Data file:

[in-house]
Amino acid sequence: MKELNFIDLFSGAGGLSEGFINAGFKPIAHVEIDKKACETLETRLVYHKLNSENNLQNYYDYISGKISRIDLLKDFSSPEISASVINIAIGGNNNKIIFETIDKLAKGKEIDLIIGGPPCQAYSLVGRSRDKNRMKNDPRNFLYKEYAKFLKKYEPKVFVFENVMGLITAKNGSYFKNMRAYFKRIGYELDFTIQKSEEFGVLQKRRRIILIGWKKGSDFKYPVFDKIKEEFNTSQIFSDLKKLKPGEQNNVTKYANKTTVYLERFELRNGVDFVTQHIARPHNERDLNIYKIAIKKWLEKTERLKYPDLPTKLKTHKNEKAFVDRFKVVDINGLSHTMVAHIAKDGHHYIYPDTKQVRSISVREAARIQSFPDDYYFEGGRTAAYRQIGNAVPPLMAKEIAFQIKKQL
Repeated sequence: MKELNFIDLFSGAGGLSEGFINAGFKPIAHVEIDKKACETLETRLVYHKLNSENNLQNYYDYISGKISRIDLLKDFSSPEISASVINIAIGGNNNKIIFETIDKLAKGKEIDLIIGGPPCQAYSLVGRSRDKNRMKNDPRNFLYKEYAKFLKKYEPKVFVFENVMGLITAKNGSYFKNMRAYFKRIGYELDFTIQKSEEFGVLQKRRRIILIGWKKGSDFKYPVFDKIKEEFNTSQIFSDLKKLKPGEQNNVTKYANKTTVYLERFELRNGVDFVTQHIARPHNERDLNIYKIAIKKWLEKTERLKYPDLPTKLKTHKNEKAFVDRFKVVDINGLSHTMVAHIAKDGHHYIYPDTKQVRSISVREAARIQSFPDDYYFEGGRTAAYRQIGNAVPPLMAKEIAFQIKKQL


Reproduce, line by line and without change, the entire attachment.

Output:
[in-house]
Amino acid sequence: MKELNFIDLFSGAGGLSEGFINAGFKPIAHVEIDKKACETLETRLVYHKLNSENNLQNYYDYISGKISRIDLLKDFSSPEISASVINIAIGGNNNKIIFETIDKLAKGKEIDLIIGGPPCQAYSLVGRSRDKNRMKNDPRNFLYKEYAKFLKKYEPKVFVFENVMGLITAKNGSYFKNMRAYFKRIGYELDFTIQKSEEFGVLQKRRRIILIGWKKGSDFKYPVFDKIKEEFNTSQIFSDLKKLKPGEQNNVTKYANKTTVYLERFELRNGVDFVTQHIARPHNERDLNIYKIAIKKWLEKTERLKYPDLPTKLKTHKNEKAFVDRFKVVDINGLSHTMVAHIAKDGHHYIYPDTKQVRSISVREAARIQSFPDDYYFEGGRTAAYRQIGNAVPPLMAKEIAFQIKKQL
Repeated sequence: MKELNFIDLFSGAGGLSEGFINAGFKPIAHVEIDKKACETLETRLVYHKLNSENNLQNYYDYISGKISRIDLLKDFSSPEISASVINIAIGGNNNKIIFETIDKLAKGKEIDLIIGGPPCQAYSLVGRSRDKNRMKNDPRNFLYKEYAKFLKKYEPKVFVFENVMGLITAKNGSYFKNMRAYFKRIGYELDFTIQKSEEFGVLQKRRRIILIGWKKGSDFKYPVFDKIKEEFNTSQIFSDLKKLKPGEQNNVTKYANKTTVYLERFELRNGVDFVTQHIARPHNERDLNIYKIAIKKWLEKTERLKYPDLPTKLKTHKNEKAFVDRFKVVDINGLSHTMVAHIAKDGHHYIYPDTKQVRSISVREAARIQSFPDDYYFEGGRTAAYRQIGNAVPPLMAKEIAFQIKKQL